Sleep, Stress, Videogames, and Memory

Want to remain adept at reasoning and continue recalling people, places, and events in your life well into your golden years? Better exercise your body as well as your mind while you’re younger, say NC State researchers. Studies by psychology professors in the College of Humanities and Social Sciences have found links between various health factors and the cognitive performance of older adults. “The brain doesn’t operate in a vacuum,” Dr. Jason Allaire says. “Factors that adversely affect other systems in the body often diminish cognitive functioning as well.”

High blood pressure and lack of sleep are two such factors, according to Dr. Alyssa Gamaldo, a former student of Allaire’s who earned her Ph.D. from NC State in May and now works at the National Institute on Aging (NIA). Because her sister is a sleep researcher, Gamaldo was curious to find if there was any connection between sleep and memory. She tapped into data collected for the Baltimore Study of Black Aging, a longitudinal study led by Allaire and a Duke University professor, and found that seniors who reported having trouble falling asleep performed worse on cognitive tests than those who slept soundly. “Sleep re-energizes the body and helps the mind consolidate memory,” she says. “So a lack of sleep or disrupted sleep can easily affect your ability to function the next day.”

In a separate study, Gamaldo examined data from a group of older adults who, for two months, took daily short-term memory and problem-solving tests and measured their blood pressure every morning and afternoon. People who already exhibited high blood pressure performed poorly on the tests when their pressure spiked. Elevated blood pressure didn’t adversely affect the mental agility of those who weren’t hypertensive, however. “Stressful situations make it more difficult for some people to think clearly,” Gamaldo says. “It’s not clear why people with hypertension have a harder time than others processing information under stress.”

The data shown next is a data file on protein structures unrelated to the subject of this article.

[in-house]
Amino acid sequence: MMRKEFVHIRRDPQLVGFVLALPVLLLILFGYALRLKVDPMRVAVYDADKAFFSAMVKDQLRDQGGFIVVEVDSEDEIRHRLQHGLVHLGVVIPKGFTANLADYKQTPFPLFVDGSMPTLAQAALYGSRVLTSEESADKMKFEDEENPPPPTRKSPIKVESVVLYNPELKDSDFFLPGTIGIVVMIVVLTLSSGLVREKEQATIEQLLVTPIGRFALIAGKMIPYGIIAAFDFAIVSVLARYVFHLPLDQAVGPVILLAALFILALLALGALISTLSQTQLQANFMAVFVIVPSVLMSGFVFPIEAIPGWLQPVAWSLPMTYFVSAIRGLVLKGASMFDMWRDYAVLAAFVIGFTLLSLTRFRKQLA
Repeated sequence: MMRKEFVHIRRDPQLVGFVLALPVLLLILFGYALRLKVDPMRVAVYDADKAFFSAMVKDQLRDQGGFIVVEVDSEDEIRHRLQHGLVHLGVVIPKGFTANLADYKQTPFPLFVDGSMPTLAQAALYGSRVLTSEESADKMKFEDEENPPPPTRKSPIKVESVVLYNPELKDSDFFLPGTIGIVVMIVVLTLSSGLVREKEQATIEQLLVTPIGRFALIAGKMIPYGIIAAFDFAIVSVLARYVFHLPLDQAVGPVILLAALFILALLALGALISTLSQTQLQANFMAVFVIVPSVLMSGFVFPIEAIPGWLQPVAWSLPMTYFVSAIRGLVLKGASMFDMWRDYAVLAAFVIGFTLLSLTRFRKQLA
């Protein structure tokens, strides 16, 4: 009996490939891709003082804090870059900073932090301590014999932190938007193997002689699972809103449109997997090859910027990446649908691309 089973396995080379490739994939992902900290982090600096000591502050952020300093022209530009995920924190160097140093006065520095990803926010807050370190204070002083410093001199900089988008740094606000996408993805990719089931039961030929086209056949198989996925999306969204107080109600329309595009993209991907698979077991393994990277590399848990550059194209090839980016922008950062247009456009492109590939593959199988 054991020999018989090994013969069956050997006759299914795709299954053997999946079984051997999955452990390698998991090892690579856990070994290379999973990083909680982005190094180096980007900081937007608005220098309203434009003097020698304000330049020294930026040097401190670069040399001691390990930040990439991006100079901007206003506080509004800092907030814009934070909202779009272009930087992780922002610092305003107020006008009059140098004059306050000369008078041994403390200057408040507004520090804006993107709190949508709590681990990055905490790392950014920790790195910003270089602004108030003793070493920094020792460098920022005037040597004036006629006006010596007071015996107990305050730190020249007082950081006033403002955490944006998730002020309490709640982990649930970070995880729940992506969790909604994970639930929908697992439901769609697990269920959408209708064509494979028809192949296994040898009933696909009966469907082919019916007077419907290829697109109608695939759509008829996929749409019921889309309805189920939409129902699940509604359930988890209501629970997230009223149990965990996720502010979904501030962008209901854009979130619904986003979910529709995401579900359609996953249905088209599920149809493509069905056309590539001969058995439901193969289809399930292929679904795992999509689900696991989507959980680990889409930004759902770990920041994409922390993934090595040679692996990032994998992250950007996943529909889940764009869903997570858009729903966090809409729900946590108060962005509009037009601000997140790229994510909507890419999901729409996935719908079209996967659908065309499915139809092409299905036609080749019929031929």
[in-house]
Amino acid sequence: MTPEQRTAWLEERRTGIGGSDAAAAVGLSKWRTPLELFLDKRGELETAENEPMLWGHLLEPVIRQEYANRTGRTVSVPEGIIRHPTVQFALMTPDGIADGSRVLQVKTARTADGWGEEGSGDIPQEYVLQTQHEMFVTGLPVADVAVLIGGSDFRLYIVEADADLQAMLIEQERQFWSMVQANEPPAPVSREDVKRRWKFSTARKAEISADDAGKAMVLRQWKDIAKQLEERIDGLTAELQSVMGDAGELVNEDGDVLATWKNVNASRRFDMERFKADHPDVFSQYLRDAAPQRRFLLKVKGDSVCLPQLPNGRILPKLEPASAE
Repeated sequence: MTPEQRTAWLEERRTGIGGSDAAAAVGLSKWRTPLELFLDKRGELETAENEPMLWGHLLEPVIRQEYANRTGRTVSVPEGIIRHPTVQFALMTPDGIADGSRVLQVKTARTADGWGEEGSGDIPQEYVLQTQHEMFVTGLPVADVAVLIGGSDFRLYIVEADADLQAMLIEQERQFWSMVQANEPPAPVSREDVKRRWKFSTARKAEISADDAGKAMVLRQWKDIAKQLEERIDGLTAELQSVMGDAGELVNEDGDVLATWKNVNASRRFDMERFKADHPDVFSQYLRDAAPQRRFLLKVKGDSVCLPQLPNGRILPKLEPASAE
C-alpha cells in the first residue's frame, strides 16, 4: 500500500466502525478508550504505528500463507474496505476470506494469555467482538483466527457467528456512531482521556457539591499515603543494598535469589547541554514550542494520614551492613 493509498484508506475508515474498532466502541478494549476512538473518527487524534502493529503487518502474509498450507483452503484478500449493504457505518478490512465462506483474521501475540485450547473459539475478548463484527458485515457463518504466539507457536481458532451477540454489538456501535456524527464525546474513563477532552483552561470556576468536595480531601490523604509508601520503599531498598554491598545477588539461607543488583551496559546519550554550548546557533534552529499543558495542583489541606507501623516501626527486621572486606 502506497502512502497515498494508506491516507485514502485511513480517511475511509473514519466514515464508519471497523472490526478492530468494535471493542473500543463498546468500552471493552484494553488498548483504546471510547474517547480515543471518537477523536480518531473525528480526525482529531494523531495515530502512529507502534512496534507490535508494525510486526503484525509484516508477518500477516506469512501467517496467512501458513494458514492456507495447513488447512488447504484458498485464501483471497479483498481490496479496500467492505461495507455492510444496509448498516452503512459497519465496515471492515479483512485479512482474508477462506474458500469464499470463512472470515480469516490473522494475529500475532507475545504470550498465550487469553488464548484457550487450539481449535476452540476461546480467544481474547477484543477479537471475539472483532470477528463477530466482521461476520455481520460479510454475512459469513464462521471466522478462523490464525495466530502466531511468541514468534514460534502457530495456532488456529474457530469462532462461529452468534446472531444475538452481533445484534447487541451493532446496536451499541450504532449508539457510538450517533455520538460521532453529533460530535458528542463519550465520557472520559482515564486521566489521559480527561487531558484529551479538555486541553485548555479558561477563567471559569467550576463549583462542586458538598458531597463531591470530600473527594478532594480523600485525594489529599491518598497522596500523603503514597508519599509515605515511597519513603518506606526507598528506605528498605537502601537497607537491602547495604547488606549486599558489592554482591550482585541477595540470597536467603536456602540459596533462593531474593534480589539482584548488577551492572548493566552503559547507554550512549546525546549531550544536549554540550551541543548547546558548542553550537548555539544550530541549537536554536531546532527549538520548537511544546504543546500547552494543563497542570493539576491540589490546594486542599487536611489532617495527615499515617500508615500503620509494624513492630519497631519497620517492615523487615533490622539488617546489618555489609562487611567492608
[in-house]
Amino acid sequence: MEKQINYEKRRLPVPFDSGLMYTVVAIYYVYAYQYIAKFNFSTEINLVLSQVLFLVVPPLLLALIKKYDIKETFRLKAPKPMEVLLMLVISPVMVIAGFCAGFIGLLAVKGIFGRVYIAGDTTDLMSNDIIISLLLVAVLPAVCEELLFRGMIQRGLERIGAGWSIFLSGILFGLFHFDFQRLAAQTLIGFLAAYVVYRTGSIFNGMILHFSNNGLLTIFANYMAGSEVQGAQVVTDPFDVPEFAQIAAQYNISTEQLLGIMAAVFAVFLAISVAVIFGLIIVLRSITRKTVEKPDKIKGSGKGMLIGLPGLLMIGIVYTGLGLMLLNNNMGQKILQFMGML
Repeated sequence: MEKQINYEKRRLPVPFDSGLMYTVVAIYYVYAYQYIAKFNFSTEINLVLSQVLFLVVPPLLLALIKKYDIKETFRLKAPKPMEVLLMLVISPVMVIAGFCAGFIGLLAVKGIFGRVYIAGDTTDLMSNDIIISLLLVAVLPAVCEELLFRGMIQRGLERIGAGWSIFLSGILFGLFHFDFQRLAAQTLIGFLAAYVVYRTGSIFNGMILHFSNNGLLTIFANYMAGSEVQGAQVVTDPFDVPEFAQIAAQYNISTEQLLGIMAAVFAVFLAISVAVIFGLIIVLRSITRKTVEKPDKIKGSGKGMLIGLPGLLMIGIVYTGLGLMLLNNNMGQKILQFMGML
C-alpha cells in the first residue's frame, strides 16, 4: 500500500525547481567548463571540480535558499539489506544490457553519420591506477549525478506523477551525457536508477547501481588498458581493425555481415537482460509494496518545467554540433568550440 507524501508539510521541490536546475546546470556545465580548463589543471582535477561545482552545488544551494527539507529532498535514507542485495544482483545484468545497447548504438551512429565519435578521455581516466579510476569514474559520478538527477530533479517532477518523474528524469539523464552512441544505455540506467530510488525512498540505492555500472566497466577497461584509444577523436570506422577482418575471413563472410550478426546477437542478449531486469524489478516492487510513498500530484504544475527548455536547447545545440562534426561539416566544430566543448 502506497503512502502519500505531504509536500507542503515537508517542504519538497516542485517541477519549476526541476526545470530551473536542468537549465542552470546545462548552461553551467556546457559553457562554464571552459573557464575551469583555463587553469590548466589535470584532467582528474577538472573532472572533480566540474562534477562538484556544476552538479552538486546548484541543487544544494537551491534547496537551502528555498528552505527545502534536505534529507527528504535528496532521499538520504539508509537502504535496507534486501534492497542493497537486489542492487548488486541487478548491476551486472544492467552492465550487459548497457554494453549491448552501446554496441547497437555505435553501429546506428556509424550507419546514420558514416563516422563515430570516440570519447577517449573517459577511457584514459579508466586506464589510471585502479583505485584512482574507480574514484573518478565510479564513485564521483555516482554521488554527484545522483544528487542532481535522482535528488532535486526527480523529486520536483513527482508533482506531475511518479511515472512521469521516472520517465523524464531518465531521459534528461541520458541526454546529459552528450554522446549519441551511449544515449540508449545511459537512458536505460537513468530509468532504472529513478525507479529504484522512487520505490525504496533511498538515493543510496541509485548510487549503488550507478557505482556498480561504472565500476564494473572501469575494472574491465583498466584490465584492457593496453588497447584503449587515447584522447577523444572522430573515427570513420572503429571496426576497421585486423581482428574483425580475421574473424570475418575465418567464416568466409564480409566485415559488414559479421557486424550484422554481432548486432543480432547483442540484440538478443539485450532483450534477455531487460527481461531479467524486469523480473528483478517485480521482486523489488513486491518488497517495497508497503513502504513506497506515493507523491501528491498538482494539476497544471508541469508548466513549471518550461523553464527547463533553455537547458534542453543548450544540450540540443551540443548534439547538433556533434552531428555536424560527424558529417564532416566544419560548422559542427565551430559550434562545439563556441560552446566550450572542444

“Older adults tune out irrelevant information, while younger people try to integrate every detail.”

Dr. Shevaun Neupert, who studies older adults’ responses to stress, says they routinely forget more when under stress. This is especially true if one has had an argument or experienced some other setback to an interpersonal relationship. Neupert, an assistant professor of psychology, is comparing her findings with studies on younger adults to determine if the stress-memory relationship is true for all ages or is more pronounced among seniors. “We can avoid some stress in our daily lives, but not all,” she says. “Recognizing that it could cause problems for older adults will help us develop coping mechanisms and support systems for them.”

The NIA wants to find ways to maximize older adults’ ability to live independently, so Dr. Tom Hess has been examining seniors’ judgment and decision-making skills. The psychology professor has found that, while seniors’ cognitive abilities decline, their base of knowledge remains intact. So they usually choose to focus their mental energies on tasks and information that they deem most important. “Older adults tune out irrelevant information,” he says, “while younger people try to integrate every detail.”